It’s Cute, Should I Encourage It?

If you are one of the many who adopted during the last few years, you might have an Instagram feed full of cute photos of your puppy playfully teething on a blanket.

While you may cherish these moments because anything a puppy does is adorable at first, you probably want to curb this behavior for two reasons.

1) There is no actual need for your dog or puppy to chew on a blanket when so many products are available to help develop healthy teeth and gums via chewing.

2) Your dog doesn’t know the difference between the special teething blanket you are willing to give up for their habit and the knitted afghan your beloved Nana gifted you before she passed last Spring.

They will destroy both items because they are the same to them. Unless you are willing to hide everything you own that even slightly resembles a blanket, you probably want to put a stop to blanket nibbling whenever you see it happening.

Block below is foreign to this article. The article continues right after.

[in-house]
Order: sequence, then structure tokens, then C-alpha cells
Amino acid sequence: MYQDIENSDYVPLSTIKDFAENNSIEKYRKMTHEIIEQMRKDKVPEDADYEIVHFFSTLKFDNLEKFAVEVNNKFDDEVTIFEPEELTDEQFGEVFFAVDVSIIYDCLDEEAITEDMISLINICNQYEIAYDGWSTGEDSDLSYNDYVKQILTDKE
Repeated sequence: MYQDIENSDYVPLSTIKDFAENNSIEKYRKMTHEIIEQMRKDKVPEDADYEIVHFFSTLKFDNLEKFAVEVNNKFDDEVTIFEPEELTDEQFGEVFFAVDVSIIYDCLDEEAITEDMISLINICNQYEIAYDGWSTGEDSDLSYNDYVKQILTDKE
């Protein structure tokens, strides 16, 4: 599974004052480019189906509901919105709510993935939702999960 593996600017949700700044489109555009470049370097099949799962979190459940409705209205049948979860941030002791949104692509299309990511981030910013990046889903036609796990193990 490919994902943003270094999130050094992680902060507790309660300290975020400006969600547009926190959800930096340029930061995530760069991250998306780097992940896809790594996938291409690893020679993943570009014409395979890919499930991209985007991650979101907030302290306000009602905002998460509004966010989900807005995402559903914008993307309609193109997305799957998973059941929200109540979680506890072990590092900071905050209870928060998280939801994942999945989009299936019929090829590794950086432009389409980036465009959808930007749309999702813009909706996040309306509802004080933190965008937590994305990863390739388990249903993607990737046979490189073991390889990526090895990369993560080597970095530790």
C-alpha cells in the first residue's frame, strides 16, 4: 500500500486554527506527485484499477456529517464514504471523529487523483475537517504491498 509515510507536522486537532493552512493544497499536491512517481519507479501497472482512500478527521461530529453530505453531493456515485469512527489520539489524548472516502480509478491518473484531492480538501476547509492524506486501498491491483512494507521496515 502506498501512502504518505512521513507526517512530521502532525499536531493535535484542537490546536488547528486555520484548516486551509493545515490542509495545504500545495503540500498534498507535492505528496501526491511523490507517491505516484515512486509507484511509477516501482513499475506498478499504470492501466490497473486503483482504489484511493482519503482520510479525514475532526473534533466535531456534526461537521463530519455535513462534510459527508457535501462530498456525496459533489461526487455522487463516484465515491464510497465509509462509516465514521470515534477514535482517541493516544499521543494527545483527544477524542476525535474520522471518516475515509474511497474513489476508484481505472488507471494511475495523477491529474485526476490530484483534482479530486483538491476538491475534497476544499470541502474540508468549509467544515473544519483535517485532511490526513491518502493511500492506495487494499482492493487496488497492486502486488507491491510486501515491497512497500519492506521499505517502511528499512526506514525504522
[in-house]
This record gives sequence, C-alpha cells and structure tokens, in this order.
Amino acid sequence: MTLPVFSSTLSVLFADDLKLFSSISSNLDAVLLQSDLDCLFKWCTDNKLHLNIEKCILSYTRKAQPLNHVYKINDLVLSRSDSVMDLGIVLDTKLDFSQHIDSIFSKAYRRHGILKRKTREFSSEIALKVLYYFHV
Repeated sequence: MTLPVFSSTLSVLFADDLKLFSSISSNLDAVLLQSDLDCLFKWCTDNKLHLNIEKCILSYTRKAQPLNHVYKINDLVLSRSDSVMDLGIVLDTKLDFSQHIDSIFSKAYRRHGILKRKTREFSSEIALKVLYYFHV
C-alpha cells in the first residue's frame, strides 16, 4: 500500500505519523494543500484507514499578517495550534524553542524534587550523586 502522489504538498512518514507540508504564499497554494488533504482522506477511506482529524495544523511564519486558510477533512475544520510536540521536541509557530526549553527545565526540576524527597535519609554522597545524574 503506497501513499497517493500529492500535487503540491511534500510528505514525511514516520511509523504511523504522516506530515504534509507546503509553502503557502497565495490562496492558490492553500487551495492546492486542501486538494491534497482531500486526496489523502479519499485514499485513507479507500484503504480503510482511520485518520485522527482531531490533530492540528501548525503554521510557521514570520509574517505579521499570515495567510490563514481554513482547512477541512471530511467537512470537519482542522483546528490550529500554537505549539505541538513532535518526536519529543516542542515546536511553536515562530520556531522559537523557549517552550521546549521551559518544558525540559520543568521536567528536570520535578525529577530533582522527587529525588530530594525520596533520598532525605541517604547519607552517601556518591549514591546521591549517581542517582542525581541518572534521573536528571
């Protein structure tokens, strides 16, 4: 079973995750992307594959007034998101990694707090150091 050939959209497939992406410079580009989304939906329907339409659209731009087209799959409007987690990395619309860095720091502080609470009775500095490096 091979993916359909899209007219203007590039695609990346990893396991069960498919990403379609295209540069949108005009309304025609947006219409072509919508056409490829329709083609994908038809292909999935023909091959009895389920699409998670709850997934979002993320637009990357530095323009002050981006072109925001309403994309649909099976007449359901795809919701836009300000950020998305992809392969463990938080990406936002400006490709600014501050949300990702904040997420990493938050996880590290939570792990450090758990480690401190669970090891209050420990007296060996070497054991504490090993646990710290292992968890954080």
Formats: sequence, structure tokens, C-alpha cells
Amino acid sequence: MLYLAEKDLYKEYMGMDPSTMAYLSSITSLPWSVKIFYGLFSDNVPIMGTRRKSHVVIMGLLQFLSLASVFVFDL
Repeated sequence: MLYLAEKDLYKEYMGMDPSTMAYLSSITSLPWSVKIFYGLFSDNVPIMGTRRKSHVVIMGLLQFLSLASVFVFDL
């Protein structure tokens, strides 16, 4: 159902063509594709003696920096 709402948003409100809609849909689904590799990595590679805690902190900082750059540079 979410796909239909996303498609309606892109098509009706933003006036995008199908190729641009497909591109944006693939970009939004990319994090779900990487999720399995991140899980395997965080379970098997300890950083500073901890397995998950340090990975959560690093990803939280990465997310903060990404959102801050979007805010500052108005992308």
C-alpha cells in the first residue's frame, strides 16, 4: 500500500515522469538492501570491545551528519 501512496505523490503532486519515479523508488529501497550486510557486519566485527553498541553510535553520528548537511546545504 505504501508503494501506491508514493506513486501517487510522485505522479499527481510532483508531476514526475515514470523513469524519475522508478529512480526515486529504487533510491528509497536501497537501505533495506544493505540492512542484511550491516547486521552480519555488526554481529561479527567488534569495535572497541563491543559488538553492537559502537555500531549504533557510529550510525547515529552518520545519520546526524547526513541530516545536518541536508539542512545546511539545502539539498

Another thing to keep in mind is that your dog could swallow bits of thread or stuffing. These items can obstruct your dog’s bowels and cost a pretty penny at the vet.

Dogs are pretty resilient, but you don’t want to put them in unnecessary danger by allowing them to chew something that isn’t made for that purpose.

Your dog probably isn’t so bored that they would fancy a trip to the vet just for something to do.

How to Put an End to This Behavior

Since quitting your job to help your dog stop chewing blankets is probably not an option, you might want to look into ways to help your dog readjust to your daily absence if boredom and anxiety are the driving behavior.

This could mean hiring a dog walker. Many people are still working from home and would probably enjoy a little extra income during their lunch break. Or you could try purchasing toys that provide greater mental stimulation.

Depending on the breed, your dog might need to keep busy to keep calm. Puzzle balls, treat dispensers, or toys that provide a satisfying squeak as your dog rips into them are all good ways for them to keep busy.

My dog is an older rescue, and a good chewing bone really keeps him busy while I’m away. He used to be a blanket chewer, but we’ve curtailed that habit, and the blankets are safe again.

Besides keeping the dog entertained, make sure you address any emotional needs that might drive the behavior.